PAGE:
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This show takes views inside what it known as the Talibanistan. This is a Taliban controlled region of the world. This region is right on the borders of Afghanistan and Pakistan. The viewer will get to see how people live here.

National Geographic
1 Season, 9 Episodes
April 5, 2009
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War and Military Collection Full Episode Guide

  • Witness riveting first-hand accounts of U.S. Veterans' experiences during the Vietnam War matched with in-country archival film footage, audio recordings and personal photos. Using innovative tactics like helicopter warfare, this film recounts the experience of U.S. soldiers as they fought bloody battles in Ia Drang River Valley, Dak To and the Iron Triangle and undertook large-scale operations such as Cedar Falls and Junction City.

  • National Geographic goes behind the war in Iraq and provides frank, behind-the-scenes insight into the decision making process that led to the invasion of Iraq. Included are original interviews from key insiders. Road to War: Iraq offers firsthand insight from within the inner circles of the U.S. government that details the internal debate and controversy surrounding making a seismic shift in American foreign policy.

  • National Geographic recreates the London blitz of World War II with real bombs as high-speed cameras capture the blasts. Then, commemorating its 70th anniversary, intimate testimonies from survivors reveal what it was like to live through the bombings, never knowing whether friends and family were dead or alive.

  • The atomic bombing of Hiroshima, on August 6, 1945, was a moment that changed the world. Power that fueled the stars had been unleashed and turned into a lethal technology. Now learn the second-by-second story of that defining moment through those hit hardest by that weapon - the survivors. Interwoven throughout the survivors' stories, we hear from atomic bomb experts like Massachusetts Institute of Technology Professor Theodore Postol and "The Making of the Atomic Bomb" author Richard Rhodes, who draw from declassified military reports to break down the bomb's devastating effects and the lasting implications of humanity's newfound power to destroy the world.

  • Eight years after 9/11, the Taliban remains a formidable enemy, maintaining a shadow government that straddles Afghanistan and Pakistan in an area dubbed "Talibanistan." National Geographic takes you inside the forbidden zone to provide first-person coverage of the fight on the ground and in the skies above this vast, rugged region and the challenges NATO and Pakistani forces face.

  • Just prior to the end of World War II, the German military secretly undertook a massive push to design miracle weapons - colossal tanks, the world's first guided missiles, and high-speed jets that could attack New York. Now, nearly 60 years later, a team of experts examines the original blueprints to determine if these so-called "Wunderwaffen," or "wonder weapons," could have changed the outcome of the war.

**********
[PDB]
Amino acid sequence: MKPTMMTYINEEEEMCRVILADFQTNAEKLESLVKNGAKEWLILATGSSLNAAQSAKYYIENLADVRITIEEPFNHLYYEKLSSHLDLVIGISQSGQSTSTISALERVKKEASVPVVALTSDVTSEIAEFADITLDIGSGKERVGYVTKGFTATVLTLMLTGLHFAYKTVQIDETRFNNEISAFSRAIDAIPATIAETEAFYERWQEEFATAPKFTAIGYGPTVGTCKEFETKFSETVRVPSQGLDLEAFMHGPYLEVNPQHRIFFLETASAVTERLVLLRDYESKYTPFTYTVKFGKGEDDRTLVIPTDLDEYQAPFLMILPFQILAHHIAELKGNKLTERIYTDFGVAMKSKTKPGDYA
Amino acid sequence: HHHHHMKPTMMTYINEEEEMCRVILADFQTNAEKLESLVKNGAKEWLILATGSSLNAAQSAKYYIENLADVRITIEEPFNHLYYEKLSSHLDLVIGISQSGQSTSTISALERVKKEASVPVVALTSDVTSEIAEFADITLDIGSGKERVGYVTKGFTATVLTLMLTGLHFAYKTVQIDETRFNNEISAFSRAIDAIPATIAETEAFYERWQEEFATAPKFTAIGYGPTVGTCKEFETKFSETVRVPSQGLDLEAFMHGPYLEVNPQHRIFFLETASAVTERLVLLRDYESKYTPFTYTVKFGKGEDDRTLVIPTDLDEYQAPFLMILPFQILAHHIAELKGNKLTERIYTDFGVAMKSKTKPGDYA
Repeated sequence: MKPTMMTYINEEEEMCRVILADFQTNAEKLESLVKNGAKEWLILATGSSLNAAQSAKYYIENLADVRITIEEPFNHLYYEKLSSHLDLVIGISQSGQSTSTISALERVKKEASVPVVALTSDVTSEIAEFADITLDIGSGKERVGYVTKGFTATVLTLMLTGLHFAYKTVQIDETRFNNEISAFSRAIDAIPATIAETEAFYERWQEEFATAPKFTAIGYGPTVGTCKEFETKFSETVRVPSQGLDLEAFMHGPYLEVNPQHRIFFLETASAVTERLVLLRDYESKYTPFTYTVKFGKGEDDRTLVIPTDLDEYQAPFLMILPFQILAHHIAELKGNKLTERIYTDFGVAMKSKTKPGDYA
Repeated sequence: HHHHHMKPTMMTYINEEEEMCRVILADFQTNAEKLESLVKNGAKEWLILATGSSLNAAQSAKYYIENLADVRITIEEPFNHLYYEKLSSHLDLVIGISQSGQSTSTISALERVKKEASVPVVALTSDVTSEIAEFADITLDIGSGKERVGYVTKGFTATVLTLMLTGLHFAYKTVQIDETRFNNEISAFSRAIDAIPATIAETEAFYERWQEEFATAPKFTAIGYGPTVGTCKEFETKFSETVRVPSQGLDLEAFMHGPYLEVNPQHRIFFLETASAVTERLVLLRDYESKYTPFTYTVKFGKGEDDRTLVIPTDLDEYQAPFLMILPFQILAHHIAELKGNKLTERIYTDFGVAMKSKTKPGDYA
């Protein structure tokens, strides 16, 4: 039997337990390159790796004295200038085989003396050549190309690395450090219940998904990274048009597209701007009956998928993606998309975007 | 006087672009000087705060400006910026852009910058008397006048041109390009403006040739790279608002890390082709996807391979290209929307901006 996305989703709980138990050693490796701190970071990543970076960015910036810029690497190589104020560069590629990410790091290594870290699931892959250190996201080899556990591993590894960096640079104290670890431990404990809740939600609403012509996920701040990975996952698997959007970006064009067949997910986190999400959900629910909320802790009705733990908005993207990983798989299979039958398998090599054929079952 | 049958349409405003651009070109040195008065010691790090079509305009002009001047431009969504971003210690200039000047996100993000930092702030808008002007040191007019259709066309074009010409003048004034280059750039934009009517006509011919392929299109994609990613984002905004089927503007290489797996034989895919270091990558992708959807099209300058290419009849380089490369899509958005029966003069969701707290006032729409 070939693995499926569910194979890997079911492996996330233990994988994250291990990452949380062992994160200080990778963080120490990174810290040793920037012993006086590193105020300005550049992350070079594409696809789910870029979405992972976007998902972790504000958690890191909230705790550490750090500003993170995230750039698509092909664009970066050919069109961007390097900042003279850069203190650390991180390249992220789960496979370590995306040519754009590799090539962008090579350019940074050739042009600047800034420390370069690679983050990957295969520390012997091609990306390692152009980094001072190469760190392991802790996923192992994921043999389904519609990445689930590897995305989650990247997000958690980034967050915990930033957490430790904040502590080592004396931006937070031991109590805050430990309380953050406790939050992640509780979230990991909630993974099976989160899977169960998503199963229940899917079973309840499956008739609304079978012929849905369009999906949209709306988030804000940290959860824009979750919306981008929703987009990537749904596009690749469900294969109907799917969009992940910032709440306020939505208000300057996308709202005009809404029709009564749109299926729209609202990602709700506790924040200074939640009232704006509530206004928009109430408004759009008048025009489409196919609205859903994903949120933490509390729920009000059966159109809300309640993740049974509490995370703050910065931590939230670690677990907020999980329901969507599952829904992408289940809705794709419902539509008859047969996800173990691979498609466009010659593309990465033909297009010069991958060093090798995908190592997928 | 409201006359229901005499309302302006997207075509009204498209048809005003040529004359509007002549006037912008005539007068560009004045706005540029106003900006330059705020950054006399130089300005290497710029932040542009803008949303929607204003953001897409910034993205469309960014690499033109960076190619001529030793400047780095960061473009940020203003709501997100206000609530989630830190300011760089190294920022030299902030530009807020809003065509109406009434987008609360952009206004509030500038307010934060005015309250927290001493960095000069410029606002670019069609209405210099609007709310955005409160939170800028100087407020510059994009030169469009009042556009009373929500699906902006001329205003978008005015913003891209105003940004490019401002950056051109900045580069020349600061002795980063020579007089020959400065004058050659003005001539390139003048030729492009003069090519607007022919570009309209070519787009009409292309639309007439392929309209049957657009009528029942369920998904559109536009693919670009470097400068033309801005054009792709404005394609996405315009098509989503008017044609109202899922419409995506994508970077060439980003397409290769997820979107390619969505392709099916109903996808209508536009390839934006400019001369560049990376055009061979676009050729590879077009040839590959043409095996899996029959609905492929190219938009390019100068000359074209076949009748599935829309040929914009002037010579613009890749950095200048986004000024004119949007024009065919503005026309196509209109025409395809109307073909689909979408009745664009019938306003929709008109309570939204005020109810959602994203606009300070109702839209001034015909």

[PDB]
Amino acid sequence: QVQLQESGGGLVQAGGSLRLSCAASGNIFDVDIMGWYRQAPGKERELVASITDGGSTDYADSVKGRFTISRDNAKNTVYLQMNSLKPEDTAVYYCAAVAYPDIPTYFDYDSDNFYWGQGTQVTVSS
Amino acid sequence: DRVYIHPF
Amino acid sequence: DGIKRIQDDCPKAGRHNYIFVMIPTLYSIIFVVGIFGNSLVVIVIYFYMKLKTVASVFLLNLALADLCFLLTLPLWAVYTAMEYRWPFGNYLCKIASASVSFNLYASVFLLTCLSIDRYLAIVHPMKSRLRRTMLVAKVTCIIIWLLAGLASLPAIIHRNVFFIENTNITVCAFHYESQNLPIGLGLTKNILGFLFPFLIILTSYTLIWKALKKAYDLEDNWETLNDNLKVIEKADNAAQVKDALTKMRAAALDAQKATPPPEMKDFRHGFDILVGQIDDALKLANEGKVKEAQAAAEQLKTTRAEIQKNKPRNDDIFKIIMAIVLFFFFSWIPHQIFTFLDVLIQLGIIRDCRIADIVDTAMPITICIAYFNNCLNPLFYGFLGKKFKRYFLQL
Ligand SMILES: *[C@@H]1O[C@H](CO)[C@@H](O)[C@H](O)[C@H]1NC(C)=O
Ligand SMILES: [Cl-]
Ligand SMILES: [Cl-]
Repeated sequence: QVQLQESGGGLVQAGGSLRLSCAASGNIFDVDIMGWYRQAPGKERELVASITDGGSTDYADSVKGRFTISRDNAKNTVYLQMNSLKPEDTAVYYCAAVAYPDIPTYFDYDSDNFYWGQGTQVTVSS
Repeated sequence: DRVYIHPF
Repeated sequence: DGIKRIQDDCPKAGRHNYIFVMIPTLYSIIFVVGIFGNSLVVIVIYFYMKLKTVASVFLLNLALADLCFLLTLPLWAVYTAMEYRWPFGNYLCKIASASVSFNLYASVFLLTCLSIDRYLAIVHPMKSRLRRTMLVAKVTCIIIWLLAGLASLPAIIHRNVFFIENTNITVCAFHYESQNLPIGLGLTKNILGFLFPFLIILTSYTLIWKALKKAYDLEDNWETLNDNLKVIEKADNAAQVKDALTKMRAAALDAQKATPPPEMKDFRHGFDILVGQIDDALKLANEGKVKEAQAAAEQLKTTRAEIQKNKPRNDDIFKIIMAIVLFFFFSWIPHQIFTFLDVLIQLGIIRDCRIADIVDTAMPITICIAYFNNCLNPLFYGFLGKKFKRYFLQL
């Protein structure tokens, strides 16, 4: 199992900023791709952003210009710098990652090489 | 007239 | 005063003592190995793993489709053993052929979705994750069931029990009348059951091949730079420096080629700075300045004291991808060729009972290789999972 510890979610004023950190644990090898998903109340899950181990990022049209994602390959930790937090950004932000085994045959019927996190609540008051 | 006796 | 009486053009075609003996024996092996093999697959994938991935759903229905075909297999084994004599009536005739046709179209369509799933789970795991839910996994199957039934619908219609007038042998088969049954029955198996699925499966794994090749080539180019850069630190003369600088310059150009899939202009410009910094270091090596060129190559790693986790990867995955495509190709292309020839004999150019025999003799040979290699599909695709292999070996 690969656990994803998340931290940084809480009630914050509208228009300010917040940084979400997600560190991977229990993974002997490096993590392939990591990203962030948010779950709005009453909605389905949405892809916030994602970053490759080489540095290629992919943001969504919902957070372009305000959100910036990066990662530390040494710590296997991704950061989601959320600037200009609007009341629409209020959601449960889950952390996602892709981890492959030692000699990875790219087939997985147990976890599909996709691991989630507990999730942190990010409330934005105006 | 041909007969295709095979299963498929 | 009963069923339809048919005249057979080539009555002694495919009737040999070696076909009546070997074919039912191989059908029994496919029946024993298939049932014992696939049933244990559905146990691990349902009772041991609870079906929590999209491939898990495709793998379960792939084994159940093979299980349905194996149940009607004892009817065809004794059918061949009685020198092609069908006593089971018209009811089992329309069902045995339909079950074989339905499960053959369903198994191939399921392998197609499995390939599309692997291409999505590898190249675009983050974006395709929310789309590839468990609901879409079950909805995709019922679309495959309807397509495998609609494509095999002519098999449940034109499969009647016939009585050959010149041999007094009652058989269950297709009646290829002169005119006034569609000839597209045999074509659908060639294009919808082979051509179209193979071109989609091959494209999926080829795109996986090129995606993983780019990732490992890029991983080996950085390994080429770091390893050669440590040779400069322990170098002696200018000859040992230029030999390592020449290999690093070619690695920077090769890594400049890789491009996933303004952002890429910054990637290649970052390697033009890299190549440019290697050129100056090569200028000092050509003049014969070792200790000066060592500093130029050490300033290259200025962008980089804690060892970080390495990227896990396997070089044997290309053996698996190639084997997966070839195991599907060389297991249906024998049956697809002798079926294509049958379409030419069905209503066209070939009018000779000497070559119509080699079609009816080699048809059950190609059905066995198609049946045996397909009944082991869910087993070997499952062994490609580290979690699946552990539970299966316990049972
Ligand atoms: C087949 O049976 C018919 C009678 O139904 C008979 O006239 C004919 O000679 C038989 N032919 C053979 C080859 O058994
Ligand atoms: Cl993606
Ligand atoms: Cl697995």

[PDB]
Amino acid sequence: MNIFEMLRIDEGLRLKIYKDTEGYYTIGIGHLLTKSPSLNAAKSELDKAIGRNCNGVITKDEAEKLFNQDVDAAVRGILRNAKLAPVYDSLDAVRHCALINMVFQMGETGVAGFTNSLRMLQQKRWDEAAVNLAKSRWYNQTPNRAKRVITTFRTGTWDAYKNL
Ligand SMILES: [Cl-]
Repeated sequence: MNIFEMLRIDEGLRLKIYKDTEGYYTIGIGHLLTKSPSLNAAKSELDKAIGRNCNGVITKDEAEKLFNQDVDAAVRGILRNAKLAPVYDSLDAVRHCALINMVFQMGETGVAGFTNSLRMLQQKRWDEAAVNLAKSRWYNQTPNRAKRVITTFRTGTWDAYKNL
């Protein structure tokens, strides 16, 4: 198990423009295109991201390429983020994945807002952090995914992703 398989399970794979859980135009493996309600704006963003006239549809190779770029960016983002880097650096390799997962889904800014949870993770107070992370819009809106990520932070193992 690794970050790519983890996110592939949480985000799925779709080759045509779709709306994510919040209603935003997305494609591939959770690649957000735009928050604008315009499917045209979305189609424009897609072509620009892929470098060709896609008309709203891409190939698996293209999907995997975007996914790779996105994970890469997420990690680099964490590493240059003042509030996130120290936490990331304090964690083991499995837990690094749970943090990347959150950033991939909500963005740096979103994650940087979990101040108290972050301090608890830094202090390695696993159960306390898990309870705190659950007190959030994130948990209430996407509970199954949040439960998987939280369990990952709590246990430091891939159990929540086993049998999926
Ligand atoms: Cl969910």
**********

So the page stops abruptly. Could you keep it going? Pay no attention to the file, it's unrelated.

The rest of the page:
• What could we do if we had evidence terrorists were close to acquiring nuclear weapons, or even making their own? How would we defend ourselves from a blast with fireballs hotter than the sun? Today, defiant nations desperately pursue them, while at home, agencies prepare for the worst. National Geographic races from motorcade to helicopter to confidential meeting, as scientists and intelligence experts reveal the hard facts about the world's most lethal weapons-and the unbreakable physical laws that govern them. Find out the actual capacities of a spy satellite, how we can be sure if an underground test is really atomic, and why terrorists might prefer to leave a "dirty bomb" unexploded.

  • In January 2009 it was a patch of lawless Afghan desert, riddled with Taliban fighters. Today, Camp Leatherneck is home to more than 7,000 troops. National Geographic goes inside the epicenter of the war in Afghanistan to meet the men and women who live and work in the camp. Learn how violence, boredom, excessive heat, separation from family and cultural differences affect the mind-set of the warriors. With unprecedented access, National Geographic chronicles daily life at Camp Leatherneck and the challenges and danger that come with living in an active war zone.

  • The naval base at Guantanamo Bay secured a place in the annals of history when the first wave of detainees from America's War on Terror - men dubbed "the worst of the worst" - arrived in 2002. A symbol of freedom protected or freedom tragically betrayed, the controversies of Guantanamo embody the thorny issues of America's fight against an enemy that wears no uniform, has no address and will declare no armistice, and an administration's battle to keep prisoners beyond the reach of due process in American courts. The goings-on inside the wire encircling this highly classified camp have been a closely held government secret-until now.For the first time, National Geographic exclusively captures day-to-day life in the most famous prison in the world-exploring the ongoing daily struggle between the guard force of dedicated young military personnel and the equally dedicated detainees, many of whom are still in legal limbo after being held for seven years.

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